In his recent poem, “Introspective Voyager,” James Longenbach depicts an aging poetry scholar, the speaker’s mentor:
He smoked in a way that seemed old-fashioned, from the fifties.
He remembered that, as a boy, he stood beside a closed door listening
To his teachers, Richard Blackmur and John Berryman.
He couldn’t tell a poet from a critic;
They talked about the same things in the same way.
This layered portrait contrasts two generations’ experiences. Blackmur “needed people the way he needed cigarettes,” Eileen Simpson recalls in her memoir of that era, when she was married to John Berryman, “He needed conversation.” Acknowledging this mutual need, Berryman’s “Olympus” quotes Blackmur’s prose, adding line breaks. Even on the page poet and scholar sound alike. Employing the same technique, Longenbach’s poem later quotes the teacher’s monograph, but to different effect: as a rueful monologue, not a conversation. The recent past feels distantly remote. Even to recount it is to appear out of touch with contemporary realities: vaguely mythic and ghostly.
The American poetry scene has not gone back to the days of the midcentury generation—nor should it. It also largely avoids the least attractive development that claimed the intervening years, when the ancient quarrel between philosophy and poetry returned as farce. More recently, the relation of poetry and criticism changed. Instead of warring with or, worse, ignoring each other, American poets and critics show a renewed interest in each others’ work. Each informs the other. Many scholars actively participate in poetic communities, supporting and influencing their activities, and a majority of major poetry scholars publish their own poetry. Even amidst contentious debates, today’s poets and critics distrust narrow commitments.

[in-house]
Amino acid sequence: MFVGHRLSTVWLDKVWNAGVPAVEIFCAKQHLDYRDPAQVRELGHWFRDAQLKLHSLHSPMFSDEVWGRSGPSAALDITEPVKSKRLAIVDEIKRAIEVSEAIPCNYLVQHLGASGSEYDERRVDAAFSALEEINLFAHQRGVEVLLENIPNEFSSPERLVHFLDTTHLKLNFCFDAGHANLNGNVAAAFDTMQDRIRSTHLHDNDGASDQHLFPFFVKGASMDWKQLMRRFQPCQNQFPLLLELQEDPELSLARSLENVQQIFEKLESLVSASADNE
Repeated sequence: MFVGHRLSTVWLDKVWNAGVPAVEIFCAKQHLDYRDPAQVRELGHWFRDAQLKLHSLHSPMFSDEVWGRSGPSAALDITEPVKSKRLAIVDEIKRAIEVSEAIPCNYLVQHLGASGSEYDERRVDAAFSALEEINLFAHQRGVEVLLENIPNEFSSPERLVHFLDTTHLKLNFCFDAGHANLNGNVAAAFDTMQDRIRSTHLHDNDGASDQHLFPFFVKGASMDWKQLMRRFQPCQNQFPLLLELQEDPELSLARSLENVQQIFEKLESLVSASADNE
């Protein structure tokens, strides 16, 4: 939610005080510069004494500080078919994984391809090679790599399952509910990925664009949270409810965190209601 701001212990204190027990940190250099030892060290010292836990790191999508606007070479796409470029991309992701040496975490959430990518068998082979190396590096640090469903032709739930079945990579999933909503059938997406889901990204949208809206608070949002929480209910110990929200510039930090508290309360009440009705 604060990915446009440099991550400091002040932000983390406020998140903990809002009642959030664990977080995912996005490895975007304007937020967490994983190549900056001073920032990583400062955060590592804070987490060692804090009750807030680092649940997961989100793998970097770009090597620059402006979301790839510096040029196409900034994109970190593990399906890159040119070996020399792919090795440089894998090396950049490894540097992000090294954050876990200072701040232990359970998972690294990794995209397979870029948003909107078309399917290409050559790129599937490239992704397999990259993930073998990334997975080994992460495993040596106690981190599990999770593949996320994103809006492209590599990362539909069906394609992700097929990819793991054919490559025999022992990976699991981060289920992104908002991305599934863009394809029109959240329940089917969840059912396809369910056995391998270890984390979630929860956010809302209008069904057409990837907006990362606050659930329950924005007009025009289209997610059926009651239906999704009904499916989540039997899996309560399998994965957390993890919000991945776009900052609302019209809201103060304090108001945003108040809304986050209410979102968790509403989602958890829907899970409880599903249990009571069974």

When we approached contributors for this symposium, we sought assessments of the field and its most promising possibilities. As these essays confirm, discussion means neither consensus nor uniformity. They reveal sharp divisions about major issues regarding aesthetics, culture, and literary history. Yet poets and critics today typically view literature and creativity more in syncretic than ideological terms. Jennifer Moxley, for instance, describes her education in exactly this fashion, celebrating its apparent contradictions. “Had I been of a less syncretic bent such a mix might have caused me to suffer from ideological consternation, but the paradox,” she concludes, “disturbed me not in the least.” This openness defines this generation’s thinking, its general impulse when as, in this issue, poets and critics discuss their shared art.